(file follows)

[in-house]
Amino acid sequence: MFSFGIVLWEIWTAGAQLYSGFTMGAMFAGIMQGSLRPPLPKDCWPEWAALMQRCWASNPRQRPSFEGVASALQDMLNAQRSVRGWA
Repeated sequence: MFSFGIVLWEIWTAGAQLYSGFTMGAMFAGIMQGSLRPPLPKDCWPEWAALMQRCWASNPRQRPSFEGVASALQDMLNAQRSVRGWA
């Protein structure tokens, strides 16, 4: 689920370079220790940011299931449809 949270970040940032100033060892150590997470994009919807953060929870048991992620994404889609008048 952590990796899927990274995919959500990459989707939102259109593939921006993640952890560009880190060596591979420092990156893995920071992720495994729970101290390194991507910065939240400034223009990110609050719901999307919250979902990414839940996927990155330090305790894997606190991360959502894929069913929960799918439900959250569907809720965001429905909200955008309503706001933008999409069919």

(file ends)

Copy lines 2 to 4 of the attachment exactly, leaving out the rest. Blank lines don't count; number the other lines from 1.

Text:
Amino acid sequence: MFSFGIVLWEIWTAGAQLYSGFTMGAMFAGIMQGSLRPPLPKDCWPEWAALMQRCWASNPRQRPSFEGVASALQDMLNAQRSVRGWA
Repeated sequence: MFSFGIVLWEIWTAGAQLYSGFTMGAMFAGIMQGSLRPPLPKDCWPEWAALMQRCWASNPRQRPSFEGVASALQDMLNAQRSVRGWA
């Protein structure tokens, strides 16, 4: 689920370079220790940011299931449809 949270970040940032100033060892150590997470994009919807953060929870048991992620994404889609008048 952590990796899927990274995919959500990459989707939102259109593939921006993640952890560009880190060596591979420092990156893995920071992720495994729970101290390194991507910065939240400034223009990110609050719901999307919250979902990414839940996927990155330090305790894997606190991360959502894929069913929960799918439900959250569907809720965001429905909200955008309503706001933008999409069919």